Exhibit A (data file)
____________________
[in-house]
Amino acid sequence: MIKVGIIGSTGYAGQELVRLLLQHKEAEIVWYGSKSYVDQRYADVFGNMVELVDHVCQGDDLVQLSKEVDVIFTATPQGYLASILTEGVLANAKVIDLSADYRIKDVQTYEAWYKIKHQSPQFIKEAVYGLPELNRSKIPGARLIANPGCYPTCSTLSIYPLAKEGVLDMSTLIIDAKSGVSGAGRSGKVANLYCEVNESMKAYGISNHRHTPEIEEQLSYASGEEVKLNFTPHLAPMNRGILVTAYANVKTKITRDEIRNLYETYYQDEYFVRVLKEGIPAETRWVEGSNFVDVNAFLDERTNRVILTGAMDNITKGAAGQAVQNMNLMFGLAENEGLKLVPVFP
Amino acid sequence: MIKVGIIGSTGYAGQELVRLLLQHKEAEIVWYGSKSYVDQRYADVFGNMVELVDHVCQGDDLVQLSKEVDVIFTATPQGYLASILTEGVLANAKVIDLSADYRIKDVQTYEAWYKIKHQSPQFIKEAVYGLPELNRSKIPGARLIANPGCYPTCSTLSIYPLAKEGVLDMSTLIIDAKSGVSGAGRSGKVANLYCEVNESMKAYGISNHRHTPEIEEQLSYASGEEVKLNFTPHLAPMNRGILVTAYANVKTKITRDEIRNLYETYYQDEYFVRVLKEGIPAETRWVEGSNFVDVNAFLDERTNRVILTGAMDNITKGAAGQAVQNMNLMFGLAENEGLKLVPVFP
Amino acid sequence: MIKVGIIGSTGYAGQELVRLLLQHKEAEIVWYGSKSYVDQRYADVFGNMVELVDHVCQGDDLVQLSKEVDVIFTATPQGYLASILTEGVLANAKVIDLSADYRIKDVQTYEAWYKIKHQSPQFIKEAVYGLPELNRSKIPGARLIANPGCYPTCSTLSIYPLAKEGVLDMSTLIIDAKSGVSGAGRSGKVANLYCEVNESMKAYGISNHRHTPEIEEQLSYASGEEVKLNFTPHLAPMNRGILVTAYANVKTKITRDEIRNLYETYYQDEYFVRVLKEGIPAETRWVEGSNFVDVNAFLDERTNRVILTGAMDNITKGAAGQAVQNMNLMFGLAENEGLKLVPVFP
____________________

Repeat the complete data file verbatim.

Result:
[in-house]
Amino acid sequence: MIKVGIIGSTGYAGQELVRLLLQHKEAEIVWYGSKSYVDQRYADVFGNMVELVDHVCQGDDLVQLSKEVDVIFTATPQGYLASILTEGVLANAKVIDLSADYRIKDVQTYEAWYKIKHQSPQFIKEAVYGLPELNRSKIPGARLIANPGCYPTCSTLSIYPLAKEGVLDMSTLIIDAKSGVSGAGRSGKVANLYCEVNESMKAYGISNHRHTPEIEEQLSYASGEEVKLNFTPHLAPMNRGILVTAYANVKTKITRDEIRNLYETYYQDEYFVRVLKEGIPAETRWVEGSNFVDVNAFLDERTNRVILTGAMDNITKGAAGQAVQNMNLMFGLAENEGLKLVPVFP
Amino acid sequence: MIKVGIIGSTGYAGQELVRLLLQHKEAEIVWYGSKSYVDQRYADVFGNMVELVDHVCQGDDLVQLSKEVDVIFTATPQGYLASILTEGVLANAKVIDLSADYRIKDVQTYEAWYKIKHQSPQFIKEAVYGLPELNRSKIPGARLIANPGCYPTCSTLSIYPLAKEGVLDMSTLIIDAKSGVSGAGRSGKVANLYCEVNESMKAYGISNHRHTPEIEEQLSYASGEEVKLNFTPHLAPMNRGILVTAYANVKTKITRDEIRNLYETYYQDEYFVRVLKEGIPAETRWVEGSNFVDVNAFLDERTNRVILTGAMDNITKGAAGQAVQNMNLMFGLAENEGLKLVPVFP
Amino acid sequence: MIKVGIIGSTGYAGQELVRLLLQHKEAEIVWYGSKSYVDQRYADVFGNMVELVDHVCQGDDLVQLSKEVDVIFTATPQGYLASILTEGVLANAKVIDLSADYRIKDVQTYEAWYKIKHQSPQFIKEAVYGLPELNRSKIPGARLIANPGCYPTCSTLSIYPLAKEGVLDMSTLIIDAKSGVSGAGRSGKVANLYCEVNESMKAYGISNHRHTPEIEEQLSYASGEEVKLNFTPHLAPMNRGILVTAYANVKTKITRDEIRNLYETYYQDEYFVRVLKEGIPAETRWVEGSNFVDVNAFLDERTNRVILTGAMDNITKGAAGQAVQNMNLMFGLAENEGLKLVPVFP